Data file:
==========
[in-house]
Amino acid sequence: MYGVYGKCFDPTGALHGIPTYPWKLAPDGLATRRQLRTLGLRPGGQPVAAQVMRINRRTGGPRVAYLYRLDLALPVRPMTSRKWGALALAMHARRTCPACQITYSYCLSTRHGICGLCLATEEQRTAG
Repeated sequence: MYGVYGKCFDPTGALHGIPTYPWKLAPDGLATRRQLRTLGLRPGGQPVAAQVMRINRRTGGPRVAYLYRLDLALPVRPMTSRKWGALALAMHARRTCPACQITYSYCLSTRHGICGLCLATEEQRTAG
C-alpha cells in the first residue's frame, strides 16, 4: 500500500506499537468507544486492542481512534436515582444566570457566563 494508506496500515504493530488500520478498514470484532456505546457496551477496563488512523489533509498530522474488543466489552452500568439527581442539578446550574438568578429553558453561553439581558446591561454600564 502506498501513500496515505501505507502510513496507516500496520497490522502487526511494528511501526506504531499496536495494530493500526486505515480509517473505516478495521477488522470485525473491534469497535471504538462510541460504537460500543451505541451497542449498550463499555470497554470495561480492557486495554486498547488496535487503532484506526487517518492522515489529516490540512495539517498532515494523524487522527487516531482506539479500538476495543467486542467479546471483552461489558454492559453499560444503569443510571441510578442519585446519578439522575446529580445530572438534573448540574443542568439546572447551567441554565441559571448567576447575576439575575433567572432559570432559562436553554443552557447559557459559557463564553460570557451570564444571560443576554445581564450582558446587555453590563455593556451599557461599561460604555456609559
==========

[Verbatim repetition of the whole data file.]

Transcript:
[in-house]
Amino acid sequence: MYGVYGKCFDPTGALHGIPTYPWKLAPDGLATRRQLRTLGLRPGGQPVAAQVMRINRRTGGPRVAYLYRLDLALPVRPMTSRKWGALALAMHARRTCPACQITYSYCLSTRHGICGLCLATEEQRTAG
Repeated sequence: MYGVYGKCFDPTGALHGIPTYPWKLAPDGLATRRQLRTLGLRPGGQPVAAQVMRINRRTGGPRVAYLYRLDLALPVRPMTSRKWGALALAMHARRTCPACQITYSYCLSTRHGICGLCLATEEQRTAG
C-alpha cells in the first residue's frame, strides 16, 4: 500500500506499537468507544486492542481512534436515582444566570457566563 494508506496500515504493530488500520478498514470484532456505546457496551477496563488512523489533509498530522474488543466489552452500568439527581442539578446550574438568578429553558453561553439581558446591561454600564 502506498501513500496515505501505507502510513496507516500496520497490522502487526511494528511501526506504531499496536495494530493500526486505515480509517473505516478495521477488522470485525473491534469497535471504538462510541460504537460500543451505541451497542449498550463499555470497554470495561480492557486495554486498547488496535487503532484506526487517518492522515489529516490540512495539517498532515494523524487522527487516531482506539479500538476495543467486542467479546471483552461489558454492559453499560444503569443510571441510578442519585446519578439522575446529580445530572438534573448540574443542568439546572447551567441554565441559571448567576447575576439575575433567572432559570432559562436553554443552557447559557459559557463564553460570557451570564444571560443576554445581564450582558446587555453590563455593556451599557461599561460604555456609559